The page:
Usually there are no side effects. If you were to cover large areas of skin with it (especially if this was done for many days or even weeks) then the steroid from the gel is absorbed into the body and will have an effect (initially increased thirst and hunger, but then changes in the skin, fat deposits, muscles etc etc). However if it is used in the normal way for a few days or a week or so and over a smallish area of skin, it is very unlikely that there would be any side effects at all. Generally speaking the most effective medicines are those with the greatest potential for side effects. Medicines with "no side effects" are generally much more feeble in what they accomplish when they are really put to the test, despite what we might wish.
My cat had had his anal glands drained, the vet prescribed me isaderm to use on his bottom. I have been using it twice daily for two days and his bottom is still very sore, is there a chance it will get better soon or is another trip to the vet required?
This should have improved significantly by now. If this is still bothering him and looking sore, I would suggest a vet check in case there is infection within the glands (too deep for the Isaderm to reach) or some other problem persisting.
Mrs judith bright
My 6yr old westie has been savagely biting the base of his tail and doing the 'three-legged tickle dance'! He has been flea treated but i found 2 on him. Both house and bedding are clear.
He was previously prescribed Fusiderm gel for the same irritation but i cannot afford the vets fees now. Is there an effective alternative version of the gel that is prescription free?
Regrettably there is no equivalent product which can be bought without prescription. Your cat is probably allergic to flea bites and so the occasional bite is causing a dramatic itching effect. This will actually settle down if you treat for fleas thoroughly, diligently and for long enough. Getting rid of all the fleas is actually not an easy task and it takes some while for all the flea eggs lost in nooks and crannies around the home to hatch out and develop. If you have treated the house extremely well then this will be dramatically reduced, but you will not get every one. Almost certainly the occasional flea will make it onto your cat and manage to bite before being killed off by the flea treatment you should be regularly using on your cat. Eventually you will succeed in getting the flea population to such a low level that they are not a problem for your cat and then the skin will settle down. Then you will never see any fleas, though the occasional one may be present at times. This takes some time and so you must continue to treat your cat for fleas, while making sure you treat the house very well. It is possible, but not as easy as most people expect, which is why this sort of skin problem occurs and tends to persist.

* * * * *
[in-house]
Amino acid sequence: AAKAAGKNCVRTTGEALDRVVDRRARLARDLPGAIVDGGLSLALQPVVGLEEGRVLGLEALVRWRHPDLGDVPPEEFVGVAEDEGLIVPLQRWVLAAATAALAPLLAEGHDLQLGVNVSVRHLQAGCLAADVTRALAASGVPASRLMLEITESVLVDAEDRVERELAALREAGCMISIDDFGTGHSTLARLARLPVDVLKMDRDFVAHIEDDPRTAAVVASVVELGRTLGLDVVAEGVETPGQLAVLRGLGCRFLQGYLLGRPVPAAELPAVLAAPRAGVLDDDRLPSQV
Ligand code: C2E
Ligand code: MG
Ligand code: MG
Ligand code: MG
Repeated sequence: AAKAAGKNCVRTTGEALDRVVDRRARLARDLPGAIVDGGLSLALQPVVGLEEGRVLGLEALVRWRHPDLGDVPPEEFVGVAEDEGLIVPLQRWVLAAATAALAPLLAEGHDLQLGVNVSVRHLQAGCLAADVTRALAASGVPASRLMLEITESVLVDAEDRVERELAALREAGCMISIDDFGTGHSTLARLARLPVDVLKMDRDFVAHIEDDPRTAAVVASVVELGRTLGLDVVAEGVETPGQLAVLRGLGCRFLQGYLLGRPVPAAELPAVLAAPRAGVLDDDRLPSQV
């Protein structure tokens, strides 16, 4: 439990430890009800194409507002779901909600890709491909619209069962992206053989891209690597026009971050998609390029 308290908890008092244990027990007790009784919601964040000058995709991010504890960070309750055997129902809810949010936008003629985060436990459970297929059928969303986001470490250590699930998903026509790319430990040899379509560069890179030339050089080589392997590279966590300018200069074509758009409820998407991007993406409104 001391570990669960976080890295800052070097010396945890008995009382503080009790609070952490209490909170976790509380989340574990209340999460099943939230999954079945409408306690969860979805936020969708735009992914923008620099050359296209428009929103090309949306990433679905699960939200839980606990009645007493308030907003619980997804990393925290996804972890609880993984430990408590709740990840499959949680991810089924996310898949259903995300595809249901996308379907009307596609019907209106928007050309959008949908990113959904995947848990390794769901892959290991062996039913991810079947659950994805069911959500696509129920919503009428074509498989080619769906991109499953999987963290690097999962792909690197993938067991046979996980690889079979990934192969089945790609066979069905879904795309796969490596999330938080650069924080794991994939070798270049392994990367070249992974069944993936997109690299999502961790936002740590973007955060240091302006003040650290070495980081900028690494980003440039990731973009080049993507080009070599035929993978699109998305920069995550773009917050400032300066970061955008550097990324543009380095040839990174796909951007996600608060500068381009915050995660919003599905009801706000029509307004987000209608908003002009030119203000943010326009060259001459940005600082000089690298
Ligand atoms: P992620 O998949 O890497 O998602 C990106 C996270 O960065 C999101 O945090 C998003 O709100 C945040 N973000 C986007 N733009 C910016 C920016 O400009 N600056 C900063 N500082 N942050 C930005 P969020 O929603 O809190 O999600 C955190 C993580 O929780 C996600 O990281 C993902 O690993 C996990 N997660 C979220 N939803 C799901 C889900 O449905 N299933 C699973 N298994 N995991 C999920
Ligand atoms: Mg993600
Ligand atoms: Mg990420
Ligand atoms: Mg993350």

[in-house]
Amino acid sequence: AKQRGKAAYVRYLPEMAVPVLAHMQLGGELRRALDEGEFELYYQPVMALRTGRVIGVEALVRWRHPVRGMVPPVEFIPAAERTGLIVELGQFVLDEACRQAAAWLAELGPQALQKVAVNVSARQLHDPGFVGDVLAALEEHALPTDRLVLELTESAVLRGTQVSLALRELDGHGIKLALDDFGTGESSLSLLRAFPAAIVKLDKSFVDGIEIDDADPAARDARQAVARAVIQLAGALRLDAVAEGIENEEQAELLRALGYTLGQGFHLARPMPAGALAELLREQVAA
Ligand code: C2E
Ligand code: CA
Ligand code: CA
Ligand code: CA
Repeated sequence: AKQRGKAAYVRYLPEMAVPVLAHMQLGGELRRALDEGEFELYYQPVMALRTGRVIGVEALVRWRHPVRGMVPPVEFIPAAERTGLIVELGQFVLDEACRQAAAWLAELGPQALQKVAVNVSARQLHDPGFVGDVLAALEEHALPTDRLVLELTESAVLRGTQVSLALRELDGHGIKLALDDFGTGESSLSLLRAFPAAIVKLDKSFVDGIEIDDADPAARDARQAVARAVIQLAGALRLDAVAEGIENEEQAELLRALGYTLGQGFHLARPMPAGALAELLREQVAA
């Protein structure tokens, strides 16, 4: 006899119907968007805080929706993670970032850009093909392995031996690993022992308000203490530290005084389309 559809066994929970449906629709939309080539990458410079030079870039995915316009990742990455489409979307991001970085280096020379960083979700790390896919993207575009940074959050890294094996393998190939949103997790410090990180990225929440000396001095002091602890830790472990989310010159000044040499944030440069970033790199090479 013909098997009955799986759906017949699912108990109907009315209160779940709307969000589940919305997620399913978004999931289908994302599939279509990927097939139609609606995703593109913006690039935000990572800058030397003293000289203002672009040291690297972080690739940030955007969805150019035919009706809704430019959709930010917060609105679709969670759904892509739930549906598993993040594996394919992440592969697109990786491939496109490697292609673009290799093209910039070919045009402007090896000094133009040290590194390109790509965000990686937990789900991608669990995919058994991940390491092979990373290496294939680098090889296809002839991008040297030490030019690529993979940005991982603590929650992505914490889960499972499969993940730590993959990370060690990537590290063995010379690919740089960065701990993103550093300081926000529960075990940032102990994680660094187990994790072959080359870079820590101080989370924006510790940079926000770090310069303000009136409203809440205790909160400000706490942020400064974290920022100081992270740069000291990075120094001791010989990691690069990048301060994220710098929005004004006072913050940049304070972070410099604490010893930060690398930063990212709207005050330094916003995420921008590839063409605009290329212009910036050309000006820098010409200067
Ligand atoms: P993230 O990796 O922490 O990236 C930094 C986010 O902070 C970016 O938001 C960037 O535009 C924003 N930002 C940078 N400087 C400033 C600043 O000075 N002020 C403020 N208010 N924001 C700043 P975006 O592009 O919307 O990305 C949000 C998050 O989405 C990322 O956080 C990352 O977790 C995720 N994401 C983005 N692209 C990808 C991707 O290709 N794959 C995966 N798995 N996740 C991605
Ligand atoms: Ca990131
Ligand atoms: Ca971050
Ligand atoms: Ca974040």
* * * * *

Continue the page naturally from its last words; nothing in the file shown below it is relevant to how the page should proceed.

on open skin
Can I use isaderm on open wounds
It depends how open they are. A raw looking patch of skin which is "ulcerated" and prone to self-trauma (licking/biting/scratching) is well suited to this product. A deep cut is much less appropriate. Your vet should advise you on this because it is a prescription product anyway.
My vet in Spain has prescribed fuciderm for my dog.We are moving to UK so will I be able to buy it from you using my Spanish vets prescription bu for delivery to UK? Thank you.
We can only sell prescription products into the country where the vet is qualified to prescribe. We can post this to Spain on your current vet's prescription, or you need to get a UK practicing vet to provide a prescription if we sell it into the UK.
hi my dog Billy a jack Russel was prescribed this today and has been very sleepy is this a side effect ??
This product is unlikely to have this as a side-effect. Even licking off a large amount of it would not normally cause this. There might be another cause, or it might just be coincidence and he has just been a bit sleepy. If you are worried, you would have to ring your own vet.
how long can you use it for after it's been opened
The shelf life once it has been opened is 6 weeks according to the packaging.